We all know how inflation has been eating up our stagnant humble salaries since our economy bounced back last year. This website Trading Economics has compiled statistics drawn from the Census and Statistics Department (Information is all available in the government website. Take a thorough check first before screaming at the innocent information officers on the phone demanding for information that is already available in the public domain!) and its report showed that Hong Kong recorded an inflation rate of 5.6 per cent in June 2011, one point higher than the average inflation rate of 4.63 per cent between 1981 and 2010.
Hong Kong's inflation rate is calculated based on consumer price index. But apparently inflation exists not only in the consumption market. It also happens in the job market.
One great joke circulating around headhunters and employers these days is job title inflation. Many have told me that they have lately received a bunch of new CVs, but most of them were just fluff after they read through their CVs carefully.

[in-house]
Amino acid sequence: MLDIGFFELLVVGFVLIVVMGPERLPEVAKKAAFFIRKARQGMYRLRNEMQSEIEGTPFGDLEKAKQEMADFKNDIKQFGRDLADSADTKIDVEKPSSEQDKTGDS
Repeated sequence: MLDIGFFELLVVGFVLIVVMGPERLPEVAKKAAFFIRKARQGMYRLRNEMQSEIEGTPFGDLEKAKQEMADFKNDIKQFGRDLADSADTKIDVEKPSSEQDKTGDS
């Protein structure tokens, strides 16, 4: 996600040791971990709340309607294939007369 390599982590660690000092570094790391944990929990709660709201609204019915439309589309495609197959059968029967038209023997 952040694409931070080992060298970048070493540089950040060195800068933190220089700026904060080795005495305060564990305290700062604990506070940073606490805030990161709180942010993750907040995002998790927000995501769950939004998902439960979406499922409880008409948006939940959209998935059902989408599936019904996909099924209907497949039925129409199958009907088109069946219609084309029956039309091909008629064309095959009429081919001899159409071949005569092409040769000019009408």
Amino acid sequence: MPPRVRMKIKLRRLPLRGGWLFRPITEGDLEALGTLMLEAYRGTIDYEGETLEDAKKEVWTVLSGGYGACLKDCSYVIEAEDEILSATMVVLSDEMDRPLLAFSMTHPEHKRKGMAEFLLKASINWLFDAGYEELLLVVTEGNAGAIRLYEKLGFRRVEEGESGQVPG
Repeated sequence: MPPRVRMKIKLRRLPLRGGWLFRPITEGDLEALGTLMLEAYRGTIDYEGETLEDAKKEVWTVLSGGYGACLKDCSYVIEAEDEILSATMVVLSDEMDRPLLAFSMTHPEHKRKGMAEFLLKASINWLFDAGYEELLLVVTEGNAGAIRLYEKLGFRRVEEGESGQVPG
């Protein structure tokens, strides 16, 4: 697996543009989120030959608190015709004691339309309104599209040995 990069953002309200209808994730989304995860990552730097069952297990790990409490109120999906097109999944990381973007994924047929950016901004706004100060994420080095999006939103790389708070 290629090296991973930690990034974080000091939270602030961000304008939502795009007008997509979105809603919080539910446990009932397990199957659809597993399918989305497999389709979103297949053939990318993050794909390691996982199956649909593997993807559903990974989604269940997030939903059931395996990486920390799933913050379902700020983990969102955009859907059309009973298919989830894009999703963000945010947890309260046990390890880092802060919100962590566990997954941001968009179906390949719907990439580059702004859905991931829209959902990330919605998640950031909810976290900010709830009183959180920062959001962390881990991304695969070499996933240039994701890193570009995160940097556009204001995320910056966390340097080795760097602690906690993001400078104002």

Now here's the trend: internship apparently has been treated as proper working experience. Three years into a job they would call themselves "senior". With five years of working experience under your belt you are already a "director" or "head of whatever". And 10 years? You should retire and give your job to a fresh graduate who has interned with 100 companies.
And even if they have a proper title, check again. Director of Food & Beverages could mean tea lady. Director of Hygiene could mean cleaning lady. Director of Security, well, this one is obvious. And Director of Administration could just be the most senior office assistant, and those working under him will automatically take up title of lead office assistant.
Those who have the most minimum intelligence should have no trouble reading into these lies. But unfortunately dressing up your CV with grand titles really work - a lot of employers do buy this crap.
Perhaps it's time for the government to consider adding one more factor into calculating inflation rate.